For the most part, writer-director Sophie Fillières’ If You Don’t, I Will strikes an engaging tone of melancholic humor through its portrait of a French marriage slowly falling to pieces.
    • 91 Metascore
    • 80 Nick Schager
    The film retains a measure of tempered hope, born not simply from the father's command-cum-wish to his slumbering offspring ("Don't become a miserable apple-polisher like me, boys"), but also from a final act of youthful compassion that binds Ozu's intensely human characters in glass-half-full solidarity.
    • 74 Metascore
    • 80 Nick Schager
    It's Gruber's own remembrances (and a wealth of accompanying archival photos and film footage) that best mark her life as a case study in pioneering feminist courage, ambition and individualism.
    • 63 Metascore
    • 80 Nick Schager
    Summer Wars surprisingly celebrates togetherness and bravery as much as binary-mathematics expertise, all helped along by a kick-ass synthesis of traditional hand-drawn scenes and fluid, rainbow-explosive CG artistry.
    • 66 Metascore
    • 80 Nick Schager
    Comedy and shifting-allegiances intrigue more than compensate for the dearth of rousing action in this 1920s-set film.
    • 67 Metascore
    • 80 Nick Schager
    Jennifer Yuh Nelson's sequel delivers a bevy of superpowered set pieces that are dexterous and delirious, as well as tonally confident.
    • 43 Metascore
    • 80 Nick Schager
    If Defa's aesthetics are mundane, his leads' performances are not, especially in the case of Audley, whose darting eyes and hushed, stuttering speech express confused longing with transfixing train-wreck magnetism.
    • 78 Metascore
    • 80 Nick Schager
    Frank De Felitta's guilt over having aired the footage is moving, yet it's ultimately countered by this piercing film's stance - promoted by the subject's proud children and grandchildren - that Wright's statements, far from a slip of the tongue, were an intentional act of courageous defiance.
    • 68 Metascore
    • 80 Nick Schager
    Newcomer Russell, at once tough and vulnerable, canny and damaged, delivers a performance of nuanced naturalism that starkly conveys the sorrow and sacrifice that sometimes come with learning to achieve self-sufficiency.
    • 55 Metascore
    • 80 Nick Schager
    Narrative unevenness notwithstanding, those hang-ups are given delicious life by a superb Rush, Davis, and Rampling (the latter often confined to a bed and encased in elderly makeup), who prove a regally dysfunctional trio par excellence.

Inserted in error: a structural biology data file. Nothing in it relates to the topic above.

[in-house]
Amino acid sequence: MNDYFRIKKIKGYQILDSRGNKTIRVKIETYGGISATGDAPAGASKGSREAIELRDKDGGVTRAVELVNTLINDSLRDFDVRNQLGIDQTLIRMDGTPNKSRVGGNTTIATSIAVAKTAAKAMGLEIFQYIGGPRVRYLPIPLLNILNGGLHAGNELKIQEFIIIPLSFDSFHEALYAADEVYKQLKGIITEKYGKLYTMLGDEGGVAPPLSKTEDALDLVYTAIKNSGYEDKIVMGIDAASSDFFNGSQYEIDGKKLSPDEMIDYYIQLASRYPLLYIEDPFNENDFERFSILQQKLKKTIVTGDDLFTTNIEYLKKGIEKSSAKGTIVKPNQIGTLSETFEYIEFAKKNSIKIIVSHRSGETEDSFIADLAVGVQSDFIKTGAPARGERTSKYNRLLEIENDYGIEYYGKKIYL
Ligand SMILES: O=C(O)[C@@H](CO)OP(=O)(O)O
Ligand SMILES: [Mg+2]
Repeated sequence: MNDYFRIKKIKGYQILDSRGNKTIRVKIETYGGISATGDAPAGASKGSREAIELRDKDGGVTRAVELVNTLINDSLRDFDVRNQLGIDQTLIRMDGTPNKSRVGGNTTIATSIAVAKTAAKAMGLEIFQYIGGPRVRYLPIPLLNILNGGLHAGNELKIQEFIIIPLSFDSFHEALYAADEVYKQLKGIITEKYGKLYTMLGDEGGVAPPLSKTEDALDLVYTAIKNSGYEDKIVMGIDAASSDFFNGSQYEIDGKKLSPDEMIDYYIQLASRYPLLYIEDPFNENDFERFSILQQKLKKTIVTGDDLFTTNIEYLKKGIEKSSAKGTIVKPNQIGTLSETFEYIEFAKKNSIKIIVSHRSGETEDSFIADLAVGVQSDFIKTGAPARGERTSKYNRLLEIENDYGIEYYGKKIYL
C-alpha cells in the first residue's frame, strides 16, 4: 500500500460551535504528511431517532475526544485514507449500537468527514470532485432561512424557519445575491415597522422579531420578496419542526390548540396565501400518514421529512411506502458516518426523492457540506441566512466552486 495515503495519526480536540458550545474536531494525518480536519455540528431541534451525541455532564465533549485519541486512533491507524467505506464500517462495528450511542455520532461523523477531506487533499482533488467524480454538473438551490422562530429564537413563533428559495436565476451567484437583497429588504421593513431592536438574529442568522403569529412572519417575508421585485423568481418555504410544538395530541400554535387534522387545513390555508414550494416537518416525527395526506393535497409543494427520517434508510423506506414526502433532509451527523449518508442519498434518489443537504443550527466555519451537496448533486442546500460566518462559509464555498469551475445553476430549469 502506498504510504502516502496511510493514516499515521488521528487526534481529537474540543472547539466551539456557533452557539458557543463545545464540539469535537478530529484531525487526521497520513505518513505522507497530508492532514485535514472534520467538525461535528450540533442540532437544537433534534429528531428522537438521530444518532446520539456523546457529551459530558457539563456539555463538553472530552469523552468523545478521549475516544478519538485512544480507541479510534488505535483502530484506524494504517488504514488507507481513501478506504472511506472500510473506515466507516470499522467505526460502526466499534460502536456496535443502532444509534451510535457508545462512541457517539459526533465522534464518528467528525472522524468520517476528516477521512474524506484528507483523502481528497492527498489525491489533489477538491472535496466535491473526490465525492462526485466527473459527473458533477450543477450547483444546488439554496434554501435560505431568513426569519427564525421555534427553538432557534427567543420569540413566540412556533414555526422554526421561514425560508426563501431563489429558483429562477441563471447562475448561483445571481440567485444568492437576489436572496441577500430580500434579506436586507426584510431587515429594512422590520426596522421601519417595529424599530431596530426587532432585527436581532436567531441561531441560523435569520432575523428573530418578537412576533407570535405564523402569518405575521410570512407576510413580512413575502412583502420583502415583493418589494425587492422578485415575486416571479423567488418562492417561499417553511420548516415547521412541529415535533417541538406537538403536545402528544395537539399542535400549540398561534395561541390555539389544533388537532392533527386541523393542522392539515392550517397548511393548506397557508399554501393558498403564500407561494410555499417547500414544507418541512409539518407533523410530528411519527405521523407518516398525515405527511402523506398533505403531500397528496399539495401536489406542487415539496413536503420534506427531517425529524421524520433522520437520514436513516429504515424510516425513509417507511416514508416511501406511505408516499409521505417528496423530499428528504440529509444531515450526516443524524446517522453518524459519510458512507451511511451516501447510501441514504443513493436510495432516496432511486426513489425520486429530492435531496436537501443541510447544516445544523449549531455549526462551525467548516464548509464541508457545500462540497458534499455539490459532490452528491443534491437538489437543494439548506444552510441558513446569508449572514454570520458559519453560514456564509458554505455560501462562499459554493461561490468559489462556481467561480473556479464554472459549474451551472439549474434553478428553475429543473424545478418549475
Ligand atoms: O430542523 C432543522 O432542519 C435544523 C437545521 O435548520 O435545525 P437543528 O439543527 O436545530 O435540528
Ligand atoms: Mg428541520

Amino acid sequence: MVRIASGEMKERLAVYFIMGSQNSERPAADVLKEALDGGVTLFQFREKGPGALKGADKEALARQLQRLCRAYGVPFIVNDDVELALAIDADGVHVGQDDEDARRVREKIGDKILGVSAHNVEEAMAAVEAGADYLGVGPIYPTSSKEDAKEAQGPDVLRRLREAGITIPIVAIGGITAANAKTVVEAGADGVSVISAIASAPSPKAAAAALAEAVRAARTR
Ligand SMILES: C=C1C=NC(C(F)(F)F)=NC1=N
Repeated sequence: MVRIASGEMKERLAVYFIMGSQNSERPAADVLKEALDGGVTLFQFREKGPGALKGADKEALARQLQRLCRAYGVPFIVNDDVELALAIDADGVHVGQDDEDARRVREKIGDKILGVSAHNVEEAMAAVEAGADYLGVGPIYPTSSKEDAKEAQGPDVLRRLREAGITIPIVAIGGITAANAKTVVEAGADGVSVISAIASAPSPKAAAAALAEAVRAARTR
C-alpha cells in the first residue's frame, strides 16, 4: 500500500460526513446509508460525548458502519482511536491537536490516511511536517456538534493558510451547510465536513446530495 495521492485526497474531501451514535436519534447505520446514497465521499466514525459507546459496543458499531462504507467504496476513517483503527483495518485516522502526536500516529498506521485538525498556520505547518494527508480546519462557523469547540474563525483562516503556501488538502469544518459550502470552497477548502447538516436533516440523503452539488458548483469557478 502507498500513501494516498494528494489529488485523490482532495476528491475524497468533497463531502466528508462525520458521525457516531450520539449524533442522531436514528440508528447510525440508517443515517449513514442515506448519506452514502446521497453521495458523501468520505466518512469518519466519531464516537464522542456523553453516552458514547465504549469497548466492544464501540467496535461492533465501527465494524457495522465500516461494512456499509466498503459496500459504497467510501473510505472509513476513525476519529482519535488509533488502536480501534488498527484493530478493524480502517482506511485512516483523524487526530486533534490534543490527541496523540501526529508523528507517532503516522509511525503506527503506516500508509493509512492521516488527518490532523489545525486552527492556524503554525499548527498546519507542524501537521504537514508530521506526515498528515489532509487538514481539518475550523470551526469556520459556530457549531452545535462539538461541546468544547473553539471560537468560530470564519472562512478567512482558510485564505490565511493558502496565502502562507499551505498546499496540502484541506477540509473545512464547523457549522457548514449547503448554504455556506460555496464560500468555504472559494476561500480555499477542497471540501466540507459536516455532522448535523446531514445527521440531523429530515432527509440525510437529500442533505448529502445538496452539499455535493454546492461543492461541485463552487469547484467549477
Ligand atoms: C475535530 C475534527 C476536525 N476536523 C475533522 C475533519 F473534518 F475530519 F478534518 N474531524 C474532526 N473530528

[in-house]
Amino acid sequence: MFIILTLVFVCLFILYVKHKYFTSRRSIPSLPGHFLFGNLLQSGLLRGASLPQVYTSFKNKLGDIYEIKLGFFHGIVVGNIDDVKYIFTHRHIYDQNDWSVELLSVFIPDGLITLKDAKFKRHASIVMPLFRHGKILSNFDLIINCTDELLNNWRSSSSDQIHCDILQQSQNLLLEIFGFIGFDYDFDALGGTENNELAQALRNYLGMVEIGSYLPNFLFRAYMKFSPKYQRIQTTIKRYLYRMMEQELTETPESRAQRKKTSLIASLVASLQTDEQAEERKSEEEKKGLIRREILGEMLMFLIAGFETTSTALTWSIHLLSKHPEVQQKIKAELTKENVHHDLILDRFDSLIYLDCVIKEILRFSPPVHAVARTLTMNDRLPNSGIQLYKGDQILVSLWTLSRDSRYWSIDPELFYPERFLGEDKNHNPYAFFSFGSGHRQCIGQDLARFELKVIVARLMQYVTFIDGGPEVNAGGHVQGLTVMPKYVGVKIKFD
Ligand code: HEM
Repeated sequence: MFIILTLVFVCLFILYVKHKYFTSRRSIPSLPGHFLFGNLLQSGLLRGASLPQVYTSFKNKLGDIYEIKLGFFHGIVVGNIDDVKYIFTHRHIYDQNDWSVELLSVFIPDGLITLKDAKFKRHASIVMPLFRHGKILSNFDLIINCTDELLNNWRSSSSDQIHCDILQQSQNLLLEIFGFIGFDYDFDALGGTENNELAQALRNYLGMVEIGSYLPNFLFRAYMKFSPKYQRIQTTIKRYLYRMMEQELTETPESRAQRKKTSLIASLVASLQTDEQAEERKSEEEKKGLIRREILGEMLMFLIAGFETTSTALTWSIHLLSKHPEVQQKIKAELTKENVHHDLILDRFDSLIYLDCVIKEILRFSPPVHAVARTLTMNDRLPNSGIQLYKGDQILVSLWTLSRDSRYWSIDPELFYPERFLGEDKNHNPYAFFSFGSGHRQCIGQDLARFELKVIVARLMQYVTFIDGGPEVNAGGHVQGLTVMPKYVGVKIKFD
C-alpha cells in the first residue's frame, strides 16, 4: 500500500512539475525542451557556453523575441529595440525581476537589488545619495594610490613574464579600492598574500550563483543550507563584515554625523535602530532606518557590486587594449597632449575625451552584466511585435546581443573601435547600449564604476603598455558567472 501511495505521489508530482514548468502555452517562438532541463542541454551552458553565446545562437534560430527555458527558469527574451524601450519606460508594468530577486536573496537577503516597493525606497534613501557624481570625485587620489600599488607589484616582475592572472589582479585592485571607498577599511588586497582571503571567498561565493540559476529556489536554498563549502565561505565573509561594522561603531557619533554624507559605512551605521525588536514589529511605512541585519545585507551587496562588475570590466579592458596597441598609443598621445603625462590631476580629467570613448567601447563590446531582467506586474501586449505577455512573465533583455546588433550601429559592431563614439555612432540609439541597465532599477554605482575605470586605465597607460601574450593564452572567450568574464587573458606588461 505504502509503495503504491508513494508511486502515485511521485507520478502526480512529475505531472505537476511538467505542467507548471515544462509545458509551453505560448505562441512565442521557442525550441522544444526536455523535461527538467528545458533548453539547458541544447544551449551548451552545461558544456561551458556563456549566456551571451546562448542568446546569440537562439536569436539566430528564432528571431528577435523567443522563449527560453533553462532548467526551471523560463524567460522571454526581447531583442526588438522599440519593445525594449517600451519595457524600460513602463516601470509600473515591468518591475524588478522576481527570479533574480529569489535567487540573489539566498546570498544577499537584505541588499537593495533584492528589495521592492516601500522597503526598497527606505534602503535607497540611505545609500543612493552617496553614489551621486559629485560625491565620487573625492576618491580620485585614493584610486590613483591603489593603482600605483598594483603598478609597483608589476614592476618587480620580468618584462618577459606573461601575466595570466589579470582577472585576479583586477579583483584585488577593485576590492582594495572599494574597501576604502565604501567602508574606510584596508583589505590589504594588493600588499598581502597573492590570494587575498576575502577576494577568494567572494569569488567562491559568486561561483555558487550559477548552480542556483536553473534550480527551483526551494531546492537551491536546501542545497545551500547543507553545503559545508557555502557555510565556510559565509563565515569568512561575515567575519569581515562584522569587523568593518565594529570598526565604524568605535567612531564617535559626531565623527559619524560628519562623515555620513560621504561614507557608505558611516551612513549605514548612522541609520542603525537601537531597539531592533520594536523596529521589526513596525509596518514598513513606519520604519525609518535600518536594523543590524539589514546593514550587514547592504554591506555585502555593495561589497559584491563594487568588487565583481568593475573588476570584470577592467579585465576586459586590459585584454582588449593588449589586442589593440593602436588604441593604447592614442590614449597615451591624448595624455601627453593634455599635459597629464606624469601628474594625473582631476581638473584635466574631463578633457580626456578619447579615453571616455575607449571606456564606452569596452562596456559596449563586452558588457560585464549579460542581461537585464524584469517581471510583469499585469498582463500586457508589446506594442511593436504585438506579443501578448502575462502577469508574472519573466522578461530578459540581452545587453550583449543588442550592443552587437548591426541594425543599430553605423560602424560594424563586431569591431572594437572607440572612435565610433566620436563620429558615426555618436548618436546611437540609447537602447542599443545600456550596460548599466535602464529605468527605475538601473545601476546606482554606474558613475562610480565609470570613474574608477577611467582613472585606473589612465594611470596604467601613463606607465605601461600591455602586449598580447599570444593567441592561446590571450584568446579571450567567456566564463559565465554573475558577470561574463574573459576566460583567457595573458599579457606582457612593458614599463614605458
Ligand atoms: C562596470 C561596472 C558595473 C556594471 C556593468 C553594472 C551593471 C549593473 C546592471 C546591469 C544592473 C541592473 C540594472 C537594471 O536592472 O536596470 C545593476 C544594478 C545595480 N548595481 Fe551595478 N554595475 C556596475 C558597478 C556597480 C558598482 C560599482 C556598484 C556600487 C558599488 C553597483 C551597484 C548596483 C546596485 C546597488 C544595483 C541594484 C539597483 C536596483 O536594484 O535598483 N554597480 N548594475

• 79 Metascore
    • 80 Nick Schager
    Alternating between time periods and geographic locations, all of it connected by McElwee's narrated thoughts, the film proves a bracing and sometimes uncomfortable peek into private fears and regrets about mortality and missed opportunities. It's also, in its portrait of wayward Adrian, further proof that there's nothing more difficult, frustrating, messy, and insufferable than teenagerdom.
    • 61 Metascore
    • 80 Nick Schager
    Blending archival footage and new interviews with Nilan, his family, journalists, and fellow combatants, Gibney celebrates hockey's fisticuff traditions while also recognizing how such brutality ultimately takes its greatest toll on those who perpetrate it.
    • 71 Metascore
    • 80 Nick Schager
    The film rests on the desperate chemistry of a paunchy, weathered Owen and a tense, quietly ferocious Riseborough.
    • 62 Metascore
    • 80 Nick Schager
    Debut writer-director Shaka King dramatizes her characters' descent into disarray with disarming intimacy.
    • 47 Metascore
    • 80 Nick Schager
    A heartening but tempered portrait of the media’s ability to effect social change.
    • 81 Metascore
    • 80 Nick Schager
    Wiseman's generally static camera spends prolonged periods of time in the classroom, at student gatherings, and in the halls of educational power, training a multifaceted gaze on opinions regarding an economic shift affecting faculty salaries, subsidized programs, student tuition, and the university's fundamental "public" character.
    • 63 Metascore
    • 80 Nick Schager
    Kathy Brew and Roberto Guerra’s documentary boasts an economical sleekness that’s in tune with the designers’ concepts.
    • 68 Metascore
    • 80 Nick Schager
    Writer-director Freida Lee Mock’s concise and potent chronicle uses a wealth of archival video and numerous new interviews with its subject to properly contextualize Hill’s testimony as a landmark moment in the fight for gender equality.
    • 71 Metascore
    • 75 Nick Schager
    O'Conner continues to exhibit a deft knack for melding interpersonal drama with athletic competition in ways that, despite his tales' clichés, earn their melodramatic manipulations through genuine empathy for characters' plights.
    • 69 Metascore
    • 75 Nick Schager
    A yuletide fable that boasts Aardman Animation's peerless mix of whip-smart comedy and cheery heart.
    • 76 Metascore
    • 75 Nick Schager
    As rigorous and stimulating as its thematic inquiries are, A Dangerous Method ultimately rests as much on its performances, and in that regard, it succeeds far more than it fails.
    • 61 Metascore
    • 75 Nick Schager
    Overflows with inspired craziness, doling out an all-night odyssey of sex-centric crises, death-defying conflicts, and Neal Patrick Harris-centered insanity with snowballing momentum, as bits pile on top of bits with intoxicating verve.
    • 46 Metascore
    • 75 Nick Schager
    The Lorax is a modest gem, failing to significantly enhance its source material's ideas but still delivering a zany, rollicking, multi-character version of Seuss's environmental cautionary tale.
    • 78 Metascore
    • 75 Nick Schager
    Christopher Nolan's capper of his Batman trilogy is a summer blockbuster of grand inclinations in both form and content.